If you hear your partner misrepresenting your financial state in conversation this could be a warning sign that they’re willing to mislead you regarding your shared financial situation.
What to do if you sense money trouble in your marriage
1. Double Check
If you feel that you are being misled about money in some way do your best to gain all the facts before casting allegations. Thoroughly check all your statements to follow the trail of money coming in and going out. Your wealth adviser or accountant can help you with this. Make sure you have concrete evidence.
2. Be Financially Open
If you expect to be able to question your partner it's a two way street, you need to be financially open too. If you’re finding this uncomfortable, why? Are you carrying on some kind of financial infidelity yourself? If you are not willing to open up fully to your partner you’re creating as much of a problem as your partner is.
3. Sit Down for a Financial Check Up
Once you feel ready to open up and you actually understand what your concern is suggest meeting with your partner to go over your finances and talk about where you want to be going in the future. As you dig into life goals, the financial issues will inevitably come up.
4. Work on Goals That Mean Something to Both of You
Like any couple, you are going to have some shared goals and some that diverge. Problems begin when you allow your personal goals to grow to the point where they overtake or eliminate shared goals.
Sit down separately and make a list of ten goals that are truly important to you. What things do you want out of life in the next five years or ten years or the rest of your life?
Agree to focus together on the goals that overlap both your lists above the others. That way, you’re working toward big goals that you care about internally and that your spouse cares about. It’s a goal that’s both internally and externally motivated.
5. Revise Your Spending Expectations
When you start making changes to your goals, invariably you’re going to need to make changes to your spending. Few big life goals exist without some sort of financial sacrifice, so you’ll need to make sure that your financial choices support those big life goals that you share. A financial advisor can help identify the realities of your spending and figure out the best strategies to achieve your big goals.
6. Start a Personal Emergency Fund
If you’re concerned that these efforts won’t get things back in order it might be time to start a personal emergency fund so that your partner’s disastrous financial choices do not wreck you personally. Put aside a little money each week into this account so that if things come to a head, you’re not left high and dry.
7. Seek Counselling
If you’re truly struggling with financial infidelity and the trust in your relationship, give counselling a shot, particularly before you give up on the relationship.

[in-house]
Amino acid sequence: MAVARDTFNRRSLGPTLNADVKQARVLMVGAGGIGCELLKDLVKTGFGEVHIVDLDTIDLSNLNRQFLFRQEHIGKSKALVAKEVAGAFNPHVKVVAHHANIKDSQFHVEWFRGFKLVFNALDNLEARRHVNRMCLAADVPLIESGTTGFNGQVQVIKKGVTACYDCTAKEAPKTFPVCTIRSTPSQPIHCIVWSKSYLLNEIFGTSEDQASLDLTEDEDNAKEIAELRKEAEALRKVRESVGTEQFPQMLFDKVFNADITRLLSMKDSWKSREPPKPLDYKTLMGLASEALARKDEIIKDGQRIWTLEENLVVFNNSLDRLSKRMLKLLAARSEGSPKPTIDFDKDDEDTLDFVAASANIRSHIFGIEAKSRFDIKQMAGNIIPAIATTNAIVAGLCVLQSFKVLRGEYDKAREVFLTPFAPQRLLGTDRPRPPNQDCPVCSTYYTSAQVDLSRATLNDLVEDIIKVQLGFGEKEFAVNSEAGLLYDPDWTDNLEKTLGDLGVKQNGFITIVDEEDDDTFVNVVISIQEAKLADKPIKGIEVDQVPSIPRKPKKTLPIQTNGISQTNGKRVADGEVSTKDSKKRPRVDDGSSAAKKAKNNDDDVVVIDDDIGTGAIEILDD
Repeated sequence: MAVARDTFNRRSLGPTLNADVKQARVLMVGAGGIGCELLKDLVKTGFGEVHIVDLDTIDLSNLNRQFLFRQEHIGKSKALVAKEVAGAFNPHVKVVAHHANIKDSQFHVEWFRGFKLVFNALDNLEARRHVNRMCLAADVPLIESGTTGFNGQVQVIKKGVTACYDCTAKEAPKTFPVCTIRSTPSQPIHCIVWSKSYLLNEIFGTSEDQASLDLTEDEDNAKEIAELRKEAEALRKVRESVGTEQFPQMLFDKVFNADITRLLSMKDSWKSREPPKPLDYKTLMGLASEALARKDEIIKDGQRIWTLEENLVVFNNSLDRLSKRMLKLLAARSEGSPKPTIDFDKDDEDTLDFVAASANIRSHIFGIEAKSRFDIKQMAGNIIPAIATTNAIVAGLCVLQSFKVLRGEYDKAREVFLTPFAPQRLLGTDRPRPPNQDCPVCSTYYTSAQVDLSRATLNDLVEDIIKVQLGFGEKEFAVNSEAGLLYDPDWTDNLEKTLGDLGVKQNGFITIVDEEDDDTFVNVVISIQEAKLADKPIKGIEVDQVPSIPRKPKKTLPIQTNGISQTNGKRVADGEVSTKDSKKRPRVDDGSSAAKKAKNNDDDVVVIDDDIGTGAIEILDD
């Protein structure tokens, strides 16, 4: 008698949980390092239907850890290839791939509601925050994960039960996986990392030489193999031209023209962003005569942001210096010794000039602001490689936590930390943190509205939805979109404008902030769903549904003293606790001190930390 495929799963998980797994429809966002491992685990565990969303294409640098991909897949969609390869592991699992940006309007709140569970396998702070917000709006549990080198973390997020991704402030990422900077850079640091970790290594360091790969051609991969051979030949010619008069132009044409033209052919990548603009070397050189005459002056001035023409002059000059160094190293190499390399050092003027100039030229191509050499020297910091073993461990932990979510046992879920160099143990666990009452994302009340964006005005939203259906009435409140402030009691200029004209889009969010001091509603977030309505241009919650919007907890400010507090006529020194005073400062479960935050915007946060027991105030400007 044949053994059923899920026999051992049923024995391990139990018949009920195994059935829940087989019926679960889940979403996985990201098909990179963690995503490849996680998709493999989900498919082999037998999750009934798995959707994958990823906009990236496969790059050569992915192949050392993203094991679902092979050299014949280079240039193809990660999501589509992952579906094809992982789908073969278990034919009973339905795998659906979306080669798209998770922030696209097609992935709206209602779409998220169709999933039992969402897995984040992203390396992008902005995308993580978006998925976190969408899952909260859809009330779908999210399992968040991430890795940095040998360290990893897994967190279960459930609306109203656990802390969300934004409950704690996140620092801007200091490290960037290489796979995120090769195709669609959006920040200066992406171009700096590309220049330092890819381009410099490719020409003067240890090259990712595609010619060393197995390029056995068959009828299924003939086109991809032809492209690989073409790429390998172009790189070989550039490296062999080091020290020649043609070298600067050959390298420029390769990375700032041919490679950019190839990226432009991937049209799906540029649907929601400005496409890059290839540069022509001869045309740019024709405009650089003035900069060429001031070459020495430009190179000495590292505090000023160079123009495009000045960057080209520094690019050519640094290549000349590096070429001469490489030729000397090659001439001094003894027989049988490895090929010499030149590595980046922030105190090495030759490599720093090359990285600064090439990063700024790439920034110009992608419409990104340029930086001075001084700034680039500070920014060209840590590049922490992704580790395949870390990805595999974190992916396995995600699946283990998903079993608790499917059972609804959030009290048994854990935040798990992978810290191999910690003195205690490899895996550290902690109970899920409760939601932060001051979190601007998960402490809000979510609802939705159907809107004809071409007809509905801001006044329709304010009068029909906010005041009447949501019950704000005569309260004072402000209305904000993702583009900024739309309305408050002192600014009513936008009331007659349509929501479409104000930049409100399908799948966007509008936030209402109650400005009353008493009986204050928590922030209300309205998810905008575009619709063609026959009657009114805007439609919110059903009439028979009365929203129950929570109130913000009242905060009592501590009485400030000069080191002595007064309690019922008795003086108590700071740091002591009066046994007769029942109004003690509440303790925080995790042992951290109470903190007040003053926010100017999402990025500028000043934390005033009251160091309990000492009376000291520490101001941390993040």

When there is a lot at stake - high net wealth marriages
In wealthy marriages the financial stakes are high. Financial deception may come in many forms and be harder to identify without expert assistance. In the simplest case it may involve transfer of funds from their disclosed bank accounts into other non-disclosed bank accounts. At the sharp end, spouses may move their wealth offshore into a series of inter-linked corporate and trust structures.
If you have strong suspicions of financial infidelity but you cannot determine the full extent of your assets, forensic accounting may be necessary to track down hidden assets and to determine your spouse’s financial holdings and history. Contact us if you are in this position and we can help you through the financial maze.
When it doesn’t work out
If you are unable to work things out, the good news is that in situations where one spouse has hidden money from the other and spent it on non-marital items you can often successfully claim some, or all of it of it back during separation or divorce negotiations.
When necessary, applications to court for emergency remedies can be made. These include, for example, search orders which allow your legal team to enter premises owned or occupied by your spouse to look for important documentation. Where undisclosed assets are located and there is a risk that they might be hidden or dissipated, you can apply for an order to protect them.
Financially, divorce (or separation) is possibly the most complex time of your life. Decisions made during the process can impact you and your family for decades to come. To ensure you make wise choices based on a solid plan for the future, work with both a financial adviser and a lawyer to get you through to the other side in the best financial shape possible.
*Reasons for Divorce and Recollections of Premarital Intervention: Implications for Improving Relationship Education / Prevention and Relationship Enhancement Program (PREP) https://www.ncbi.nlm.nih.gov/pmc/articles/PMC4012696/
**according to a 2018 survey by the National Endowment for Financial Education, US